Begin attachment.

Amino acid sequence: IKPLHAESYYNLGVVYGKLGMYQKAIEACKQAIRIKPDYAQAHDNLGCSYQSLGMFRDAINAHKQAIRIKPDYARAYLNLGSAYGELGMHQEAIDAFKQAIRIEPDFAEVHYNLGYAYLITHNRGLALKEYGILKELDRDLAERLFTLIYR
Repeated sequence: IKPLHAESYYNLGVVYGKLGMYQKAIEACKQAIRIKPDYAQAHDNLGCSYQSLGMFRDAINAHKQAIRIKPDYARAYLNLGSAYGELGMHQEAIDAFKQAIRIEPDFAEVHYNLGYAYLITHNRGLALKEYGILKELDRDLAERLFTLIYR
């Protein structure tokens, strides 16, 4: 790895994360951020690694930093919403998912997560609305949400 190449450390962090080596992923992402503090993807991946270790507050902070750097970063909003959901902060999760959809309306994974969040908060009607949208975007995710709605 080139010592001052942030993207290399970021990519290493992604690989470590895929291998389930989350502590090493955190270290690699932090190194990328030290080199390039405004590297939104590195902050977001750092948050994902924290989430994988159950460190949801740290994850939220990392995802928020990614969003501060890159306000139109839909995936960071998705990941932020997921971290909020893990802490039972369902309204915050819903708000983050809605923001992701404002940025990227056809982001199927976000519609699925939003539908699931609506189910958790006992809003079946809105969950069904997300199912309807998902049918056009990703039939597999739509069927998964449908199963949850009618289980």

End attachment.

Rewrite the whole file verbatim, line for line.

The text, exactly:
Amino acid sequence: IKPLHAESYYNLGVVYGKLGMYQKAIEACKQAIRIKPDYAQAHDNLGCSYQSLGMFRDAINAHKQAIRIKPDYARAYLNLGSAYGELGMHQEAIDAFKQAIRIEPDFAEVHYNLGYAYLITHNRGLALKEYGILKELDRDLAERLFTLIYR
Repeated sequence: IKPLHAESYYNLGVVYGKLGMYQKAIEACKQAIRIKPDYAQAHDNLGCSYQSLGMFRDAINAHKQAIRIKPDYARAYLNLGSAYGELGMHQEAIDAFKQAIRIEPDFAEVHYNLGYAYLITHNRGLALKEYGILKELDRDLAERLFTLIYR
């Protein structure tokens, strides 16, 4: 790895994360951020690694930093919403998912997560609305949400 190449450390962090080596992923992402503090993807991946270790507050902070750097970063909003959901902060999760959809309306994974969040908060009607949208975007995710709605 080139010592001052942030993207290399970021990519290493992604690989470590895929291998389930989350502590090493955190270290690699932090190194990328030290080199390039405004590297939104590195902050977001750092948050994902924290989430994988159950460190949801740290994850939220990392995802928020990614969003501060890159306000139109839909995936960071998705990941932020997921971290909020893990802490039972369902309204915050819903708000983050809605923001992701404002940025990227056809982001199927976000519609699925939003539908699931609506189910958790006992809003079946809105969950069904997300199912309807998902049918056009990703039939597999739509069927998964449908199963949850009618289980």